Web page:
Horse racing was the first and longest-lasting of Britain's national sports. This book explores the cultural world of racing and its relationship with British society in the long eighteenth century. It examines how and why race meetings changed from a marginal and informal interest for some of the elite to become the most significant leisure event of the summer season. Going beyond sports history, the book firmly places racing in its cultural, social, political and economic context. Racing's development was linked to the growth of commercialized leisure in the eighteenth century, a product of rising wealth amongst the middling group; changes in transport; the expansion of the newspaper press; and the new democratic and individualistic spirit of the age, especially the more flexible social codes of the late Georgian and Regency eras.
In this book, horse racing emerges as the first 'proto-modern' sport, with links with the widespread popularity of gaming and betting which forced ever-increasing codification, regulation and event organization. Racing also gave expression to highly nuanced concepts of local, regional, national, class, gender (primarily male) and political identities. Drawing on the fields of social, cultural and sports history and utilizing many hitherto ignored or under-exploited sources, the book revises current histories of eighteenth-century leisure and sport, showing how horse racing links to debates about commercialization, consumer behaviour, the 'urban renaissance' and human-horse relationships. It also sheds new light not only on racehorse ownership, but also on the hitherto hidden world of racing's key professionals: jockeys, trainers, bloodstock breeders, stud grooms and stable hands.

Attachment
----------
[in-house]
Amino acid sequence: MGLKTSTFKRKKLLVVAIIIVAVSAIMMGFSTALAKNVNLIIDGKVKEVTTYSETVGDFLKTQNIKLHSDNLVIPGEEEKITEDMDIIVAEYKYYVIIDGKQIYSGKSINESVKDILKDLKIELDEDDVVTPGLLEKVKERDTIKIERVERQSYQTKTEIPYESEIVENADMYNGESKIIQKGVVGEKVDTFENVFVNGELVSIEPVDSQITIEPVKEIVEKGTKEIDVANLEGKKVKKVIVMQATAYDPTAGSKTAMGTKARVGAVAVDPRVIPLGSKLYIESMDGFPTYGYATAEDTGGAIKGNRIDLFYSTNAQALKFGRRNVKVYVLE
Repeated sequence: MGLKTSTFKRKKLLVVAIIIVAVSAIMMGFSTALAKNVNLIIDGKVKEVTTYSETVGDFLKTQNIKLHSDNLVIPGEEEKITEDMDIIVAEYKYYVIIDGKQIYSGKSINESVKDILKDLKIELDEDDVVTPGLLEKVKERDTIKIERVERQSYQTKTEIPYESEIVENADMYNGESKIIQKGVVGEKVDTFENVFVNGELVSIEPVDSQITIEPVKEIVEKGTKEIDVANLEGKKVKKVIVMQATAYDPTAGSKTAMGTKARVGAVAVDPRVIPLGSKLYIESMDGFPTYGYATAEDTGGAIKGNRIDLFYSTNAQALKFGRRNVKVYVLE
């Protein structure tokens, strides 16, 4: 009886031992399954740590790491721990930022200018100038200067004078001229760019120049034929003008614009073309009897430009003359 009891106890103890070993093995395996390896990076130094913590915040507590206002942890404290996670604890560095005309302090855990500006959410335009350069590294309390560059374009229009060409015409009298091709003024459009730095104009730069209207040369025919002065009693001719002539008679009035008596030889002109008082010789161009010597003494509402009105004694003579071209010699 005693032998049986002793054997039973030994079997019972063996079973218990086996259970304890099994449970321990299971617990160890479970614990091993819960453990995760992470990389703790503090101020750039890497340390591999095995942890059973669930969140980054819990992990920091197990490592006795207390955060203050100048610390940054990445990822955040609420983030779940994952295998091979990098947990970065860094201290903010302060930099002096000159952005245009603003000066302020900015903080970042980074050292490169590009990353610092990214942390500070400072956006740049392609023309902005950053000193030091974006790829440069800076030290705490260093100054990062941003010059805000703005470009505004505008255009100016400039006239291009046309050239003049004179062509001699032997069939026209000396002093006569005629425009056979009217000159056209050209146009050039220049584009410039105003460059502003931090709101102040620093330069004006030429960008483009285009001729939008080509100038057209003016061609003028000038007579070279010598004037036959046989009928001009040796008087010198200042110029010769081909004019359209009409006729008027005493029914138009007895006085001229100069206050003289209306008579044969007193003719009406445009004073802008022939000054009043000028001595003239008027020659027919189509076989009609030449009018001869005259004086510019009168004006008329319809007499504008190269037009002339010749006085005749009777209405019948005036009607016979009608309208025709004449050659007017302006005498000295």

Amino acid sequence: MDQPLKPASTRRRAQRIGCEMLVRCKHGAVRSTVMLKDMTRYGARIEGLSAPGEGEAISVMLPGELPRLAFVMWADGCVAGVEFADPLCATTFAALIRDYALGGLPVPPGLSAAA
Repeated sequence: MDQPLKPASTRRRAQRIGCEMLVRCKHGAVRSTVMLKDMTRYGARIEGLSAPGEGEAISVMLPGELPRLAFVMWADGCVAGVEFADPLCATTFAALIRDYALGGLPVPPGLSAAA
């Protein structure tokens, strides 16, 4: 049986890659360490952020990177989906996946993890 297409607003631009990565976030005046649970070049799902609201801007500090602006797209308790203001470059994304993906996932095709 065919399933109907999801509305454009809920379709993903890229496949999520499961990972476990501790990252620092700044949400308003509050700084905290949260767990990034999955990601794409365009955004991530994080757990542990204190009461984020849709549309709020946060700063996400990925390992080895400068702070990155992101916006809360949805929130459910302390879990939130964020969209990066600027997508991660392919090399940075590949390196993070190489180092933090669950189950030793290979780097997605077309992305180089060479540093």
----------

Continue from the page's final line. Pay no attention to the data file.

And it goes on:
MIKE HUGGINS is Emeritus Professor of Cultural History at the University of Cumbria.